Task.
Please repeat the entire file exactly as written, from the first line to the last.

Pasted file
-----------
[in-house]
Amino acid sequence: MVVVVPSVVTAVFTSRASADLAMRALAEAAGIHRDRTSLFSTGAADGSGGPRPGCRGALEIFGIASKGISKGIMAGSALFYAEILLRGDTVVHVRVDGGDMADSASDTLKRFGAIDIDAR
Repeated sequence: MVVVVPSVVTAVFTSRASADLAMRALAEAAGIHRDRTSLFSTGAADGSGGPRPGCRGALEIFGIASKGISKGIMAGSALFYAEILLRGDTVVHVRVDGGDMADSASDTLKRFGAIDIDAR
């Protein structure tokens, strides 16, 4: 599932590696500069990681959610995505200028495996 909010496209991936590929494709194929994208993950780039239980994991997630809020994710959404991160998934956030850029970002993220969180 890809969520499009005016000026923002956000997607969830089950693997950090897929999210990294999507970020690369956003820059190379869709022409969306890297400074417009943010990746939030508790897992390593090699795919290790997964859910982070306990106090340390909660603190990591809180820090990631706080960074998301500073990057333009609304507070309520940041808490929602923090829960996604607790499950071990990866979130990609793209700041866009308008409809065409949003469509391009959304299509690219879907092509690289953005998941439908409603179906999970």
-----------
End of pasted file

[in-house]
Amino acid sequence: MVVVVPSVVTAVFTSRASADLAMRALAEAAGIHRDRTSLFSTGAADGSGGPRPGCRGALEIFGIASKGISKGIMAGSALFYAEILLRGDTVVHVRVDGGDMADSASDTLKRFGAIDIDAR
Repeated sequence: MVVVVPSVVTAVFTSRASADLAMRALAEAAGIHRDRTSLFSTGAADGSGGPRPGCRGALEIFGIASKGISKGIMAGSALFYAEILLRGDTVVHVRVDGGDMADSASDTLKRFGAIDIDAR
């Protein structure tokens, strides 16, 4: 599932590696500069990681959610995505200028495996 909010496209991936590929494709194929994208993950780039239980994991997630809020994710959404991160998934956030850029970002993220969180 890809969520499009005016000026923002956000997607969830089950693997950090897929999210990294999507970020690369956003820059190379869709022409969306890297400074417009943010990746939030508790897992390593090699795919290790997964859910982070306990106090340390909660603190990591809180820090990631706080960074998301500073990057333009609304507070309520940041808490929602923090829960996604607790499950071990990866979130990609793209700041866009308008409809065409949003469509391009959304299509690219879907092509690289953005998941439908409603179906999970």